Lynn Margulis Facts

Lynn Margulis Facts
Lynn Margulis (March 5, 1938 to November 22, 2011) was an American biologist. She is known for her work on symbiogenesis. Her theory of endosymbiosis was initially rejected by the scientific community but has now been substantiated by genetic research.
Interesting Lynn Margulis Facts:
Lynn Margulis was the oldest of four daughters born to Morris and Leona Alexander in Chicago.
In 1952 she entered Hyde Park Academy where she was a gifted student and at the age of 15 was accepted to the University of Chicago Laboratory School.
In 1957 she earned her B.A. in Liberal Arts and she transferred to the University of Wisconsin where she received a M.S. in genetics and zoology in 1960.
She received a PhD at the University of California, Berkeley with her thesis, An Unusual Pattern of Thymidine Incorporation in Euglena.
From 1966 to 1988 she was a professor of biology at Boston University.
In 1966 she wrote a paper named "On the Origin of Mitosing Cells" which was rejected most of the scientific journals until finally being accepted for publication by the Journal of Theoretical Biology.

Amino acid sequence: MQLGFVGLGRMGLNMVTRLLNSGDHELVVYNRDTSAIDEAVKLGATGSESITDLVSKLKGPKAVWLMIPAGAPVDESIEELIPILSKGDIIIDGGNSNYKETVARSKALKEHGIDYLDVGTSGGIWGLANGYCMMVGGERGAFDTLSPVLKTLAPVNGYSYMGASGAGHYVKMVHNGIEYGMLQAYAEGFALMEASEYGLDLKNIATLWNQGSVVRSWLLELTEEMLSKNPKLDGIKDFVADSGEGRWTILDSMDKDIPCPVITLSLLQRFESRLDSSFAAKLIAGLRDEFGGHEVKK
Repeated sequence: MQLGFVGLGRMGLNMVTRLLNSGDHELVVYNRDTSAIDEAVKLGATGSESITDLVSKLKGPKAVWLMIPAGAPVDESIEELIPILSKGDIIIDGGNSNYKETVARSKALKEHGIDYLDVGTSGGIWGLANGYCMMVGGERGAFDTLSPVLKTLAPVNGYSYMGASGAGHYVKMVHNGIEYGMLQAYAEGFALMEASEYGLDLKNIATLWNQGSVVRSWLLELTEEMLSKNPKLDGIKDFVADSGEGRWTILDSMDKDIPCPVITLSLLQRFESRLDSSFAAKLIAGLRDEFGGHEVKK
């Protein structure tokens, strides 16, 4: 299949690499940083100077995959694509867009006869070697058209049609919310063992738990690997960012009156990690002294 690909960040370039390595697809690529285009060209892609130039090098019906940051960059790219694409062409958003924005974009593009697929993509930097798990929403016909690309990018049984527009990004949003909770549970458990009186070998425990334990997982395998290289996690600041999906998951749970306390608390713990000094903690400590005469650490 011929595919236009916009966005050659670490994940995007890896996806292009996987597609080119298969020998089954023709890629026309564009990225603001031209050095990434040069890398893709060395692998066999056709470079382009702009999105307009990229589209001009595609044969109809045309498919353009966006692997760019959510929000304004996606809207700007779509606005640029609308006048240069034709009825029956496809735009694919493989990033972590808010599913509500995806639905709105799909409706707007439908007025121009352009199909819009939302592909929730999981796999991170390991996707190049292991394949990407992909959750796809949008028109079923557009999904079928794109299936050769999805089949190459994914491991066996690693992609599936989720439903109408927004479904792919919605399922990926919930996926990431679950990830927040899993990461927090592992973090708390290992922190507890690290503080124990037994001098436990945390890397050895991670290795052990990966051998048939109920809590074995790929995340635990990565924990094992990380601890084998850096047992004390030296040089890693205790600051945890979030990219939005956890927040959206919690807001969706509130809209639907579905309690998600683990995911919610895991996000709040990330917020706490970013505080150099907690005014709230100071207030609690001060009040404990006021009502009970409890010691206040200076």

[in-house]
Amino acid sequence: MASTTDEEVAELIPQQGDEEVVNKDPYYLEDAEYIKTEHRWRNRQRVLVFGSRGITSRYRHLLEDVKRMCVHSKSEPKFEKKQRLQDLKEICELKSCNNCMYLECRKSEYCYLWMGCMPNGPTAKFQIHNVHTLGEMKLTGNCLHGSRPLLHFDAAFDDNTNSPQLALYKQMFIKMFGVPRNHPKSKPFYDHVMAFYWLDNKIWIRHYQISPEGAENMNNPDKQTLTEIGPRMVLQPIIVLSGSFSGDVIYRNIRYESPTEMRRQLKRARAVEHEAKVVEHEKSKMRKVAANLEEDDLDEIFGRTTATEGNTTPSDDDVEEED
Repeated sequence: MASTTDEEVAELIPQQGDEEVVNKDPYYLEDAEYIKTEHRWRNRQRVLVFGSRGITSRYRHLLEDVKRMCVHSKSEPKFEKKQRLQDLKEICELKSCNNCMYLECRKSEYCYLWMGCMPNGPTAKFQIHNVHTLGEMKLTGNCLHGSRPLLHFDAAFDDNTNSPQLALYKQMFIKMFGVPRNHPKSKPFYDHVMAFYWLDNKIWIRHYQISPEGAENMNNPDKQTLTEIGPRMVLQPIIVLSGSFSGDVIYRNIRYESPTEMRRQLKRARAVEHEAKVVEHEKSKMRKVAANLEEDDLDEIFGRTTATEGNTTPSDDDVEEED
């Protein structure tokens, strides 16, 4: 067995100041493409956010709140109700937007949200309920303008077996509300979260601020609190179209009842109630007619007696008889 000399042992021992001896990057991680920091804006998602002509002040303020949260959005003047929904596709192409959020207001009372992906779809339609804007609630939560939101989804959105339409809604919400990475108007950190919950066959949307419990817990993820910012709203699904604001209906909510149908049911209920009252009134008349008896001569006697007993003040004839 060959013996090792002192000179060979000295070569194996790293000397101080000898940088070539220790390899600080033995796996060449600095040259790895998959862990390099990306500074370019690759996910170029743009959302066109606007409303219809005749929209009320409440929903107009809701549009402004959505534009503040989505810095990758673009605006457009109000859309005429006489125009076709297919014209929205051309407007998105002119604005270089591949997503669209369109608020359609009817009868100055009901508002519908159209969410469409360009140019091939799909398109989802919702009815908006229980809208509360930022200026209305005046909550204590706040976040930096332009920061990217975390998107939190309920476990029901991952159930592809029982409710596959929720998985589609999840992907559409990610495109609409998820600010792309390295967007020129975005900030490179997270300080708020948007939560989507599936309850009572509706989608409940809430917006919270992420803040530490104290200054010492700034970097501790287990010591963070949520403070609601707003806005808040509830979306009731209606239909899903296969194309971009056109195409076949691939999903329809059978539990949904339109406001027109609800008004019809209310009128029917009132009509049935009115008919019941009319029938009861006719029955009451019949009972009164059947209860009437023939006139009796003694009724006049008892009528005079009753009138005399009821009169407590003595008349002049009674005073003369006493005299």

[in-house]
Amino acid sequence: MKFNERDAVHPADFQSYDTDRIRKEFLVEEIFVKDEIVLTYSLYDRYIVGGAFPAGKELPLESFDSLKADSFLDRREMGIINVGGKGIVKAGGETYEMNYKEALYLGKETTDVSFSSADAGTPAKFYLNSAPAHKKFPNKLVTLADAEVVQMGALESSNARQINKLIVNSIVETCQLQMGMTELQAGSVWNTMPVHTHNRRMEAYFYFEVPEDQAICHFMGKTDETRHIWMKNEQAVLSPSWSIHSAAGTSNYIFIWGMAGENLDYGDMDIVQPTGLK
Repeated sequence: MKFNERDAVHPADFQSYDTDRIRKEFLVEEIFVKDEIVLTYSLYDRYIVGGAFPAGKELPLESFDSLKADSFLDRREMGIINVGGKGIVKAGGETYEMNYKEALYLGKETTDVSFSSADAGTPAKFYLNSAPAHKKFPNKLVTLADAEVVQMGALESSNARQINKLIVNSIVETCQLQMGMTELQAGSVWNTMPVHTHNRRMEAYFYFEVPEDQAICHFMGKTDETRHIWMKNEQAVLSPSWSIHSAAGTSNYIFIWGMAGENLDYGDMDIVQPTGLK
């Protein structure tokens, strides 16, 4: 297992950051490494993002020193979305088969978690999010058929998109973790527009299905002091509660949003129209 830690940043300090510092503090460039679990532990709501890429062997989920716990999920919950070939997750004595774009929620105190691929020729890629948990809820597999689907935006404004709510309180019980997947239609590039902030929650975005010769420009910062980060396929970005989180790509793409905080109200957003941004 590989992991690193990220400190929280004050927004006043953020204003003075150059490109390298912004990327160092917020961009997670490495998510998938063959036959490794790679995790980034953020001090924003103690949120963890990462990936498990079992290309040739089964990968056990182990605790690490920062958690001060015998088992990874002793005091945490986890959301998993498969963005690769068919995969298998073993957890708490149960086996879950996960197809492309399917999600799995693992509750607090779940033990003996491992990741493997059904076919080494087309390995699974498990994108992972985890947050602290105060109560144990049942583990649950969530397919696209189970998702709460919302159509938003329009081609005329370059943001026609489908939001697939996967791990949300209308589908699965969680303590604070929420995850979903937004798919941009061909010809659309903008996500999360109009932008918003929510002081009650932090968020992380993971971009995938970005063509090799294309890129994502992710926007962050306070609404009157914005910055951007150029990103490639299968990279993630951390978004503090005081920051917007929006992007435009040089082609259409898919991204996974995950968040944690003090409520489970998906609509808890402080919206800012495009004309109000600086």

Her theory was that the symbiotic relationships of prokaryotic organisms eventually evolved into eukaryotic cells and is important in understanding the role of organelles.
Her theory was the first to utilize direct microbiological observation and gained support in the 1980's when it was discovered that the genetic material of mitochondria and chloroplasts is different that the DNA of the nucleus.
In 1988 she was appointed Distinguished Professor of Botany at the University of Massachusetts at Amherst and in 1997 she became Distinguished Professor of Geosciences there.
She proposed the idea that bacteria and viruses carry information to eukaryotic cells and are a driving force in evolution.
This theory is not widely accepted at this time but further research is warranted.
She has baffled some of her fellow scientists for her support of several controversies, including AIDS denialism, 9/11 truth committees, and anti-Darwinism.
Among her many awards are the Guggenheim Fellowship in 1978, fellowship in the American Association for the Advancement of Science in 1975, and in 2008 she was one of the thirteen recipients of the Darwin-Wallace Medal given by the Linnean Society of London.
In 2010 she received the NASA Public Service Award for Astrobiology.
Her papers are archived in the Library of Congress in Washington, D.C.


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